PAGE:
As with everything she does, Lindstrom has faced this challenge head-on and has her own way of handling the unpredictability.

“When I go on air, whether it’s radio or TV, when it’s a legal issue I try to at least give some certainty and the bottom line, something for people to grab on to, or something to take away,” she explains. “I want to give value. Where it used to be to my clients, I want to give value to those who are watching. An important part of my job, as I see it, is to break it all down in plain English and show the practical side of the issue. Th e reality.”

Ask a Busy Person

Just when it seems she’s already accomplishing the impossible, expertly filling so many significant roles all while making it look so easy, Lindstrom is actually undertaking a few new ventures. Each as exciting and valuable as the next.

“First of all, I’m very excited to be building my mediation practice,” she says. “I really enjoy helping people resolve their issues instead of just continuing to fight. Th at really drains the life out of people, not to mention the finances. Long, drawn out litigation, dragging everyone through the mud, doesn’t really help anyone, and no one is really happy in the end.

“I didn’t realize until aft er I had my children, just how much I really enjoy mediation,” Lindstrom continues. “That’s also what I teach at Arizona Summit Law School. I try to teach my students more about reality, and how mediation is very realistic in today’s times. Whether it’s a legal case or just an issue at home, you’re always mediating, always negotiating. So I try to show them the practical side as well as the legal side.”

Lindstrom begins each semester by telling her students that her job is not only to teach them how to mediate, but also how to be a realistic lawyer.

Fans who enjoy her on AZTV, Channel 7’s “Th e Morning Scramble” and as co-host on “Th e Agenda” on KTAR, will be thrilled to hear of her next project. “Arizona Daily Mix” premieres at the end of August on KAZT Channel 7, featuring Lindstrom on several segments throughout the week.

“It’s very exciting because it’s a totally different side of me,” she says. “Th is show will not be legal at all. It’s going to be more fun, more of the girls’ side, the mommy side, being involved in the community and education side. Where I get to talk about serious issues, but also fun stuff.”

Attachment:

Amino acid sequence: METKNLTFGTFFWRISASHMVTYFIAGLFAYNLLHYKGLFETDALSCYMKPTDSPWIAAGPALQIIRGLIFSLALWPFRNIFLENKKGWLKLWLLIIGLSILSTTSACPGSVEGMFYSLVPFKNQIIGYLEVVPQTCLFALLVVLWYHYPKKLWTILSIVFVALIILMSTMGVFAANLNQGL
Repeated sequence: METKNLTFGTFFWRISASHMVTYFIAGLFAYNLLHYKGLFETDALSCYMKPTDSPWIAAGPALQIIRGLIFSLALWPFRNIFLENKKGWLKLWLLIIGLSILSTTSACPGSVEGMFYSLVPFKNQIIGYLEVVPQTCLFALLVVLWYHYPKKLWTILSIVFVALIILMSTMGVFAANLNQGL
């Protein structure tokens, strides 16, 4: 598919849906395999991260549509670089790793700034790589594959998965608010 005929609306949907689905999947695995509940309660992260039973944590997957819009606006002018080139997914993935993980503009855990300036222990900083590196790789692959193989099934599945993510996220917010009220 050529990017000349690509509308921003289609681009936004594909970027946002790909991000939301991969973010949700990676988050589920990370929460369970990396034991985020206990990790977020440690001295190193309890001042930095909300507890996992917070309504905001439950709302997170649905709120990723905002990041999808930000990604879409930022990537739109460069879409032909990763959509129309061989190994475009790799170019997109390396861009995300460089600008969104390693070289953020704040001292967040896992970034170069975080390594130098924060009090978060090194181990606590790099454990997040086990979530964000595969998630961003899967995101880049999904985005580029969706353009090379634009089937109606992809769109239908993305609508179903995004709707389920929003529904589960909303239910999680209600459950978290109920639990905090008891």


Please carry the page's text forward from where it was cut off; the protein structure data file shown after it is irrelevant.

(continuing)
One of Lindstrom’s favorite segments already will be Kid’s Korner. Th is will be her opportunity to inform parents of excellent local attractions perfect for the whole family as well as offer tips, advice, and even a little mommy-to-mommy commiseration.

“It’s just a different side of me, but an opportunity I’ve been afforded because of my legal background,” she explains.

Last, but certainly not least, Lindstrom says she looks forward to devoting more time to Ambassadors of Compassion, a nonprofit designed to help at-risk youths. In fact, her husband Michael, is the chairman of the Arizona chapter.

“We try to teach these young people how to be accountable and make good decisions,” Lindstrom explains. “Volunteers from various businesses go through a coaching program and then meet with the students once or twice a week, and help guide them through the program. We really hope to grow it here locally.”

Truly a phenomenon, Lindstrom tackles this and so much more. Her children come first, and she’s very active in their school programs never letting them forget they are her number one priority.

Obviously all those dance lessons have paid off, because Monica Lindstrom waltzes through her varied responsibilities with finesse, professionalism and always, a warm, engaging smile.

Susan Cushing

Susan Cushing is the associate editor of Attorney at Law Magazine as well as a staff writer. She has been contributing to the magazine for more than eight years.

Leave a Reply

Your email address will not be published. Required fields are marked *

Related Posts